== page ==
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 Header Item Taxi Licences (Continued)
 Header Item Crime Prevention

Tuesday, 12 March 2019

Dáil Éireann Debate
Vol. 980 No. 7

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  4 o’clock

(Speaker Continuing)

[Deputy Sean Sherlock: Information on Seán Sherlock Zoom on Seán Sherlock] He further stated that the Garda National Immigration Bureau, GNIB, searched several residential addresses across Dublin in which it was suspected false documentation including SPSV applications were being produced as part of a massive immigration fraud. What is the Minister's perspective on this matter? Is he satisfied that measures are being taken to adequately deal with issues of this nature?

Deputy Charles Flanagan: Information on Charles Flanagan Zoom on Charles Flanagan I am advised by the Irish Naturalisation and Immigration Service, INIS, of my Department that on 5 March 2019 the Garda National Immigration Bureau conducted searches of ten residential properties in the Lucan and north inner city areas as part of an ongoing investigation into immigration fraud related to taxi licensing. Officials from the Garda carriage office, the National Transport Authority, INIS and the Department of Employment Affairs and Social Protection are also involved in this ongoing investigation and participated in the multi-agency day of action.

This was the latest phase of an investigation entitled Operation Vantage in which GNIB has, to date, uncovered a total of 134 cases where a PSV licenceholder or PSV applicant is the subject of ongoing investigation and the immigration status of the individual is of concern. Of those cases, 64 investigations have been finalised by the GNIB and forwarded to INIS for consideration of revocation of the immigration permission of the persons concerned. Of those investigations, 55 have been examined by INIS and 25 deportation proceedings have commenced to date. Several arrests have been made and a number of persons have been or are in the process of being deported.

I am advised that as a result of the searches conducted on 5 March a further 15 people have been identified for investigation where marriages of convenience and fraud are suspected. Seven people were found to be in the State without immigration permission and are now subject to immigration controls. The immigration status of these persons is being reviewed by INIS. In addition, I am advised that a number of PSV licences are now being considered for revocation and that following last week's operation a number of taxi plates and vehicle permissions have been seized.

Transport for Ireland operates a mobile phone app devised by the National Transport Authority which enables the public to check that a vehicle or person is registered and to report irregularities, acting as an assurance to users of taxi services. I encourage people to use the app, which is free of charge.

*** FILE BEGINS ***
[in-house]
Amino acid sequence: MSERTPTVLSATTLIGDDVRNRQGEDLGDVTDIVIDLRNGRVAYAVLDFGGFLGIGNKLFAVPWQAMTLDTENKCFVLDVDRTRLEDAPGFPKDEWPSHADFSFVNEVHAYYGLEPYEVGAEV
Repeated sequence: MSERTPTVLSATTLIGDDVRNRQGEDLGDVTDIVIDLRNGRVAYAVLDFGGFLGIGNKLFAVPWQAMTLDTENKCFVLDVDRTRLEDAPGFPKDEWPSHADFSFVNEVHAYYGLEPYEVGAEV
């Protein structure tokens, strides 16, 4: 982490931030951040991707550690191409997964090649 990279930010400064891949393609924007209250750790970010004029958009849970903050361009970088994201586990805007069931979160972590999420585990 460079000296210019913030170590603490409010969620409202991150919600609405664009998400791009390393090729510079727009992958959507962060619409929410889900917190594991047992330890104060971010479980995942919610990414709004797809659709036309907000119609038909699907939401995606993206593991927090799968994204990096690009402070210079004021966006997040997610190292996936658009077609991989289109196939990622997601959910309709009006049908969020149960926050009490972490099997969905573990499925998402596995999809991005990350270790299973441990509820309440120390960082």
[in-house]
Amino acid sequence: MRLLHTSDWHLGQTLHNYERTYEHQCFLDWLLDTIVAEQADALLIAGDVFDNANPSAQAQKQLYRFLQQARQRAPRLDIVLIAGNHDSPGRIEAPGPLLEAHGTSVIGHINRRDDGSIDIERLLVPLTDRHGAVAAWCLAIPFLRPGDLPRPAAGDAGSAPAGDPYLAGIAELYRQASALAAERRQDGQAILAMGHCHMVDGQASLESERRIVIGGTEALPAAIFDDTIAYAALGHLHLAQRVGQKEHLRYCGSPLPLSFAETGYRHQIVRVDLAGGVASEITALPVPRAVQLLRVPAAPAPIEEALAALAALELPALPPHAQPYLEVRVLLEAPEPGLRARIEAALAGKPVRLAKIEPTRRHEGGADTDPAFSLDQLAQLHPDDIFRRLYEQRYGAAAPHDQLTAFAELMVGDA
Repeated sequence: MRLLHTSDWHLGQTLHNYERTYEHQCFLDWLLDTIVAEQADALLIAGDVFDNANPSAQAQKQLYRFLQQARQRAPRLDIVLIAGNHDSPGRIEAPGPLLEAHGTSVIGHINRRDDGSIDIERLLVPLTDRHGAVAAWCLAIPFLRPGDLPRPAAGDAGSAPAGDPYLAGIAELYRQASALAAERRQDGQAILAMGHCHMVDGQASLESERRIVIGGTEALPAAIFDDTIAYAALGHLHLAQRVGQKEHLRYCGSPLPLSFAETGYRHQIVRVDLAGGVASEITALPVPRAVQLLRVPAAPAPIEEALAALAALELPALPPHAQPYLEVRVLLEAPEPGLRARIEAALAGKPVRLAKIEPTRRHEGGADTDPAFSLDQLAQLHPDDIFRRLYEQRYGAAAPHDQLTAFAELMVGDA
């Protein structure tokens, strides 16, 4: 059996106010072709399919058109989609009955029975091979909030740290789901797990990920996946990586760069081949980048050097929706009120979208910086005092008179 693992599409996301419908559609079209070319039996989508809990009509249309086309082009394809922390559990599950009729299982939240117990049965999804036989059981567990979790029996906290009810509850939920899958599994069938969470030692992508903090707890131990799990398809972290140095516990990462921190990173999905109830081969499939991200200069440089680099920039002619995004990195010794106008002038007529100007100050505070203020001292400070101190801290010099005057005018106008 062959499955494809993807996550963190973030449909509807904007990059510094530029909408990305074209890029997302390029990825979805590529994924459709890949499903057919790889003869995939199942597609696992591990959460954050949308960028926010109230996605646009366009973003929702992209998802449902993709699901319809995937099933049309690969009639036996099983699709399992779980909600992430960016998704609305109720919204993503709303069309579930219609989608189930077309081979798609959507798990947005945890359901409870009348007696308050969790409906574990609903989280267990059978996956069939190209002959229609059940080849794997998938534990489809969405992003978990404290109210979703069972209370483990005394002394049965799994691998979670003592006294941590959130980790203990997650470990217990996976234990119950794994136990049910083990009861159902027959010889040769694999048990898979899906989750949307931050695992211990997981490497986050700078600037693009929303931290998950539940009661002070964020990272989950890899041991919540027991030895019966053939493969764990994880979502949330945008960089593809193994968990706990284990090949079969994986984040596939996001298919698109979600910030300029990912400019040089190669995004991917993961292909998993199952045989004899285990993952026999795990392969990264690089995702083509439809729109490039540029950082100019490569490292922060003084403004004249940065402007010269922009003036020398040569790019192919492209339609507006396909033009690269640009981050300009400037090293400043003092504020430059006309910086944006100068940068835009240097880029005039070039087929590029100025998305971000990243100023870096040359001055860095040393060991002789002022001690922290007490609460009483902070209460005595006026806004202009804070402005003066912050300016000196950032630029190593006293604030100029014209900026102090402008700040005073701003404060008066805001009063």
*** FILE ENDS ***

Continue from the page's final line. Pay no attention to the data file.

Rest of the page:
Deputy Sean Sherlock: Information on Seán Sherlock Zoom on Seán Sherlock I thank the Minister for his reply. He outlined that there are 64 cases in which revocation is a possibility or probability and that 35 deportations are pending. Although the operation is geographically aligned to the Dublin metropolitan area, is there a concern regarding more widespread potential immigration fraud and usage of false licences? Is there any intelligence to suggest that such practices may also be taking place in other parts of the country?

Deputy Charles Flanagan: Information on Charles Flanagan Zoom on Charles Flanagan The investigation is ongoing. As I stated, 134 cases have been identified to date and, of these, 64 investigations have been finalised and forwarded to INIS for consideration. In some cases, licences or immigration permission have been revoked. I do not currently have information for the Deputy as to the extent of the investigation and whether it is specific to the capital city. However, I am mindful that these matters are still under Garda investigation and I will not speculate further. I am happy to inquire as to whether there are grounds for the investigation being placed on a broader footing than currently appears to be the case.

Deputy Sean Sherlock: Information on Seán Sherlock Zoom on Seán Sherlock I welcome the response of the Minister. My understanding from that response is that INIS is recommending deportation in the 64 cases that have been sent to it. People who come to this country must abide by the law. There are taxi drivers who ply their trade day in, day out and obey the rules. I welcome the success of Operation Vantage so far. A good job of work has been done by the Garda. It would be very helpful and useful for the Minister to provide any insight he may have as to whether this problem is more widespread than currently seems to be the case.